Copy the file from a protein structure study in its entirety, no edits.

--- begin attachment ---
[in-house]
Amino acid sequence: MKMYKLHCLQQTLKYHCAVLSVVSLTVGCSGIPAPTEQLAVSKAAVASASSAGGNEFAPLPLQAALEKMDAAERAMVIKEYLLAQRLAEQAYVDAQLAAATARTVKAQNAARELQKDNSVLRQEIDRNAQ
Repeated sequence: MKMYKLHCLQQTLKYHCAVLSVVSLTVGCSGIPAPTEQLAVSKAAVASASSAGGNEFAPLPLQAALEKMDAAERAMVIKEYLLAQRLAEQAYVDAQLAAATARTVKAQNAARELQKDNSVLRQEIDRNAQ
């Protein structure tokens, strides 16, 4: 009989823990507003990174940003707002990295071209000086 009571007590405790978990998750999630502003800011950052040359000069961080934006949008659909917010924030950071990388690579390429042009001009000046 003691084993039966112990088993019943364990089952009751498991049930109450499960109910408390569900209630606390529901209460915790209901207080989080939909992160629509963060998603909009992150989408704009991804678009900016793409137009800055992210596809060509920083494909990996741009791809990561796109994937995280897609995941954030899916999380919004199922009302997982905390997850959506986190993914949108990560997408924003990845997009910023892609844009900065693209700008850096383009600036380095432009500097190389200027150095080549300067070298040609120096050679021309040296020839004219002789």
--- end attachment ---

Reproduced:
[in-house]
Amino acid sequence: MKMYKLHCLQQTLKYHCAVLSVVSLTVGCSGIPAPTEQLAVSKAAVASASSAGGNEFAPLPLQAALEKMDAAERAMVIKEYLLAQRLAEQAYVDAQLAAATARTVKAQNAARELQKDNSVLRQEIDRNAQ
Repeated sequence: MKMYKLHCLQQTLKYHCAVLSVVSLTVGCSGIPAPTEQLAVSKAAVASASSAGGNEFAPLPLQAALEKMDAAERAMVIKEYLLAQRLAEQAYVDAQLAAATARTVKAQNAARELQKDNSVLRQEIDRNAQ
């Protein structure tokens, strides 16, 4: 009989823990507003990174940003707002990295071209000086 009571007590405790978990998750999630502003800011950052040359000069961080934006949008659909917010924030950071990388690579390429042009001009000046 003691084993039966112990088993019943364990089952009751498991049930109450499960109910408390569900209630606390529901209460915790209901207080989080939909992160629509963060998603909009992150989408704009991804678009900016793409137009800055992210596809060509920083494909990996741009791809990561796109994937995280897609995941954030899916999380919004199922009302997982905390997850959506986190993914949108990560997408924003990845997009910023892609844009900065693209700008850096383009600036380095432009500097190389200027150095080549300067070298040609120096050679021309040296020839004219002789």